In her new book, This Changes Everything, Canadian author Naomi Klein positions climate change as a form of social disaster, which, like a lot of other disasters cannot be gazed upon for too long.
We are constantly finding ways and reasons to “look away,” she writes, “or maybe we do look – really look – but then, inevitably, we seem to forget.”
“Climate change is like that; it’s hard to keep it in your head for very long. We engage in this odd form of on-again-off-again ecological amnesia for perfectly rational reasons. We deny because we fear that letting in the full reality of this crisis will change everything.”
“And we are right.”
Part of the strategy of this forgetting or looking away, as Klein frames it, is in the myriad technical, lifestyle or personal ‘solutions’ to a warming globe that refuse to question the deeper roots of the climate crisis, the structural and socio-economic logic both creating the problem and masquerading as its solution.
The challenge, says Klein, is looking at the challenge of climate change head on, and realizing, whether we like it or not, it undoes a lot of what we take for granted in our everyday notions of the political, the economic, the corporate and the radical.
Canada, a world leader in the release of greenhouse gas emissions, is no exception.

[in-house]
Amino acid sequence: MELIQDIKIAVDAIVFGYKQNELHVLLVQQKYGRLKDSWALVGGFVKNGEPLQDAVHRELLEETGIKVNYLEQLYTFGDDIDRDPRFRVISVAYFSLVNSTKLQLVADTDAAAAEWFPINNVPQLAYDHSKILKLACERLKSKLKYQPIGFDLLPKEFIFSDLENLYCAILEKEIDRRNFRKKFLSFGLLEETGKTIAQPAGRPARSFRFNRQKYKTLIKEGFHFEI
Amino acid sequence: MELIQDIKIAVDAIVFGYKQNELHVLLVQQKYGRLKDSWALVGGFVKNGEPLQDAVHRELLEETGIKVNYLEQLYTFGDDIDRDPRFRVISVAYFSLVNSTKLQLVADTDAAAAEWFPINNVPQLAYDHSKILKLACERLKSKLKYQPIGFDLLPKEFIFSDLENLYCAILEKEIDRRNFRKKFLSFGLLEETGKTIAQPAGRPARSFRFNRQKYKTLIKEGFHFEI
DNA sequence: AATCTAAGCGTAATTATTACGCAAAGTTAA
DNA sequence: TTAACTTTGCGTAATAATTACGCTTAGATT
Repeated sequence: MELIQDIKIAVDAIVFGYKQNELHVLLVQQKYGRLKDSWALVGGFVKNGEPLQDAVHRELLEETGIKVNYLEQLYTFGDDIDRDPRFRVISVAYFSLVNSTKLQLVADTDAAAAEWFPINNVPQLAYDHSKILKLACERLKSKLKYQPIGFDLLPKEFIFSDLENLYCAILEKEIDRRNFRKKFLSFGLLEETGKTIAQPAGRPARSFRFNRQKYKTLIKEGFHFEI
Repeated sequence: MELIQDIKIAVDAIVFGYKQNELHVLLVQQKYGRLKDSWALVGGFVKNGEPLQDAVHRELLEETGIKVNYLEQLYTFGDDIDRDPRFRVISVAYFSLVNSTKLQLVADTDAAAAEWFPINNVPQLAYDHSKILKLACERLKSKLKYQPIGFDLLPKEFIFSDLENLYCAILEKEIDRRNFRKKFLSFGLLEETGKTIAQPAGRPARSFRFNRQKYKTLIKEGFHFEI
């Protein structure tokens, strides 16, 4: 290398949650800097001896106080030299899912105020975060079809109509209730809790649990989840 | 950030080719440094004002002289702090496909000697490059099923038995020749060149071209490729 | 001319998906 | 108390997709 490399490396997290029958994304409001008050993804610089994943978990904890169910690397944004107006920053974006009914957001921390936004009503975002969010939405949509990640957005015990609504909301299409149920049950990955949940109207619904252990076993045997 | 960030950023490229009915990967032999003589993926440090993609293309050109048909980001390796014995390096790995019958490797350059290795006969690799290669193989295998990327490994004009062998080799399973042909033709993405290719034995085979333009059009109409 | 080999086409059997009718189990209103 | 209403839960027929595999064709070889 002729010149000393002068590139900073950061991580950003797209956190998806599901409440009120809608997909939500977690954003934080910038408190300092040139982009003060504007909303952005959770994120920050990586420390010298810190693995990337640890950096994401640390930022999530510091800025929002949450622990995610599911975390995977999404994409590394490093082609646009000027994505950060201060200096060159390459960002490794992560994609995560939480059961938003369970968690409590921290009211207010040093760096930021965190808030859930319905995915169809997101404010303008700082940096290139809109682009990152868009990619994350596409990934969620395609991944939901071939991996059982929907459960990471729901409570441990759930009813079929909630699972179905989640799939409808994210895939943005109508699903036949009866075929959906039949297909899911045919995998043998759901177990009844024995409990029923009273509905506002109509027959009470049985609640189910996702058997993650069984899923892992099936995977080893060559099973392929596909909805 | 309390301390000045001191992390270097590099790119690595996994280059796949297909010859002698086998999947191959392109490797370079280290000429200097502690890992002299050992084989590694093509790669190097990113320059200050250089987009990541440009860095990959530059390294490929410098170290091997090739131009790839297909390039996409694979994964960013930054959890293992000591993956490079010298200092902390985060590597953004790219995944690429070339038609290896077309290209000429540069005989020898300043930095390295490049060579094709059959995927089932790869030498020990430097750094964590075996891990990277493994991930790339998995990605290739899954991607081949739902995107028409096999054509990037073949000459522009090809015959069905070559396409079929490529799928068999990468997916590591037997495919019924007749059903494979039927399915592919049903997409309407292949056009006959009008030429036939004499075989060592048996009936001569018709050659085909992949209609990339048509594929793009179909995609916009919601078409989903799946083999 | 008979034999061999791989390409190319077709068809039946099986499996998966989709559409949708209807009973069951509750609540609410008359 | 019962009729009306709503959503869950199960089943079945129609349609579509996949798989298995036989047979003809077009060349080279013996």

The country's current political mantra – that nothing but increasing resource extraction can ensure us a stable economy – is one of those everyday presumptions that is drastically challenged in the face of global climate change.
Much of the work we do at DeSmog Canada is dedicated to bringing to light Canada’s failure to meaningfully address climate change. And to discuss how the scientific reality of climate change affects Canada's future.
This country’s efforts in the political sphere to bolster oilsands and natural gas development, western coal exports and proposed oil pipelines heading in literally every cardinal direction, all fail to heed the immediate message of climate science: that no future stable economy can rely on carbon-intensive development.
Climate change will change everything in Canada, too, there’s no question of that.
The question is whether we will become leaders in that change, or watch those early opportunities – to hitch our economy to a clean energy future – pass by.
Klein recently told DeSmog Canada that our work was an “indispensible tool” while she was writing This Changes Everything.
Right now DeSmog Canada is in the middle of our first-ever crowd-funding campaign on Kickstarter.
Klein lent her support to our campaign because she recognized that a crucial part of addressing climate change is looking at it face on and refusing to look away.
And that’s a big part of what we do here at DeSmog Canada – face the tough issues and ask the hard questions.
We believe that Canadians deserve strong leadership and a secure energy future, one that accounts for the reality of a changing global climate, not one that looks away.
If you believe that too, I hope you’ll join us and the other Canadians who want to have a more constructive debate about Canada’s climate and energy future.
Image Credit: Nicolas Haeringer, 2008.